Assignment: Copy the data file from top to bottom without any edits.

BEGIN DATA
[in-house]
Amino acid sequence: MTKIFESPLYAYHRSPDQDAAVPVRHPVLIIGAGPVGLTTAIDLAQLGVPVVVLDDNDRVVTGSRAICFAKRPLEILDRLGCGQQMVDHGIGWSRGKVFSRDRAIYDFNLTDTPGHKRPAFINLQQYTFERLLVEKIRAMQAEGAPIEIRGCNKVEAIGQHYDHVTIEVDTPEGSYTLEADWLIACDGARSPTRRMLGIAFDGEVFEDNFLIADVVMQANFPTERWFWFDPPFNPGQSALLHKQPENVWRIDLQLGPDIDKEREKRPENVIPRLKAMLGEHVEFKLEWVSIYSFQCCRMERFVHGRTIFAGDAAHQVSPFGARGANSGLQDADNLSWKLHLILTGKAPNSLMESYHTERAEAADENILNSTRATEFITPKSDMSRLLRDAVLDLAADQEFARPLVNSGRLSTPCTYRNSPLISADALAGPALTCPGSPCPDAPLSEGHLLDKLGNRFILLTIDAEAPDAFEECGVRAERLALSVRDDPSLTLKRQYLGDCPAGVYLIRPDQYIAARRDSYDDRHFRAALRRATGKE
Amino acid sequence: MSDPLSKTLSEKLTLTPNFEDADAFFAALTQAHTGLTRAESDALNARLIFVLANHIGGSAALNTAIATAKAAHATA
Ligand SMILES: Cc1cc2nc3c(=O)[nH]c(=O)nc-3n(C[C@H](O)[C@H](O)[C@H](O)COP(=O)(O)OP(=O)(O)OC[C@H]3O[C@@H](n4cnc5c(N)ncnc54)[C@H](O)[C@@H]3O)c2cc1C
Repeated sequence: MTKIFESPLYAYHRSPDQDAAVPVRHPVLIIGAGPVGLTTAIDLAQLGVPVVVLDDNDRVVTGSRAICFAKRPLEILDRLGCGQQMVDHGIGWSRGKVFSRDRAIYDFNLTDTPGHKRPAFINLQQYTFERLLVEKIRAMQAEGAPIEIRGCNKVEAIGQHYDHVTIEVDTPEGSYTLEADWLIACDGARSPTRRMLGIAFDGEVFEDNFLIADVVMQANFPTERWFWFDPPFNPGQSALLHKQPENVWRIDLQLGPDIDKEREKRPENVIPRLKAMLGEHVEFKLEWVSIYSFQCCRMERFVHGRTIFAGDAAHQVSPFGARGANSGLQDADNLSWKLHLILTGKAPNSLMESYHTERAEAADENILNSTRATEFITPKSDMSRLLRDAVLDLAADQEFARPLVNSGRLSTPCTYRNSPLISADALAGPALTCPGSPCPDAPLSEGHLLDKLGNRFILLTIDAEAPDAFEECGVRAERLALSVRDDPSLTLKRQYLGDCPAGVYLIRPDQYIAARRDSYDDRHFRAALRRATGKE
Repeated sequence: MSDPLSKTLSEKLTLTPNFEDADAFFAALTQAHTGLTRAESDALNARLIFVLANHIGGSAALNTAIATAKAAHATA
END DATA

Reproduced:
[in-house]
Amino acid sequence: MTKIFESPLYAYHRSPDQDAAVPVRHPVLIIGAGPVGLTTAIDLAQLGVPVVVLDDNDRVVTGSRAICFAKRPLEILDRLGCGQQMVDHGIGWSRGKVFSRDRAIYDFNLTDTPGHKRPAFINLQQYTFERLLVEKIRAMQAEGAPIEIRGCNKVEAIGQHYDHVTIEVDTPEGSYTLEADWLIACDGARSPTRRMLGIAFDGEVFEDNFLIADVVMQANFPTERWFWFDPPFNPGQSALLHKQPENVWRIDLQLGPDIDKEREKRPENVIPRLKAMLGEHVEFKLEWVSIYSFQCCRMERFVHGRTIFAGDAAHQVSPFGARGANSGLQDADNLSWKLHLILTGKAPNSLMESYHTERAEAADENILNSTRATEFITPKSDMSRLLRDAVLDLAADQEFARPLVNSGRLSTPCTYRNSPLISADALAGPALTCPGSPCPDAPLSEGHLLDKLGNRFILLTIDAEAPDAFEECGVRAERLALSVRDDPSLTLKRQYLGDCPAGVYLIRPDQYIAARRDSYDDRHFRAALRRATGKE
Amino acid sequence: MSDPLSKTLSEKLTLTPNFEDADAFFAALTQAHTGLTRAESDALNARLIFVLANHIGGSAALNTAIATAKAAHATA
Ligand SMILES: Cc1cc2nc3c(=O)[nH]c(=O)nc-3n(C[C@H](O)[C@H](O)[C@H](O)COP(=O)(O)OP(=O)(O)OC[C@H]3O[C@@H](n4cnc5c(N)ncnc54)[C@H](O)[C@@H]3O)c2cc1C
Repeated sequence: MTKIFESPLYAYHRSPDQDAAVPVRHPVLIIGAGPVGLTTAIDLAQLGVPVVVLDDNDRVVTGSRAICFAKRPLEILDRLGCGQQMVDHGIGWSRGKVFSRDRAIYDFNLTDTPGHKRPAFINLQQYTFERLLVEKIRAMQAEGAPIEIRGCNKVEAIGQHYDHVTIEVDTPEGSYTLEADWLIACDGARSPTRRMLGIAFDGEVFEDNFLIADVVMQANFPTERWFWFDPPFNPGQSALLHKQPENVWRIDLQLGPDIDKEREKRPENVIPRLKAMLGEHVEFKLEWVSIYSFQCCRMERFVHGRTIFAGDAAHQVSPFGARGANSGLQDADNLSWKLHLILTGKAPNSLMESYHTERAEAADENILNSTRATEFITPKSDMSRLLRDAVLDLAADQEFARPLVNSGRLSTPCTYRNSPLISADALAGPALTCPGSPCPDAPLSEGHLLDKLGNRFILLTIDAEAPDAFEECGVRAERLALSVRDDPSLTLKRQYLGDCPAGVYLIRPDQYIAARRDSYDDRHFRAALRRATGKE
Repeated sequence: MSDPLSKTLSEKLTLTPNFEDADAFFAALTQAHTGLTRAESDALNARLIFVLANHIGGSAALNTAIATAKAAHATA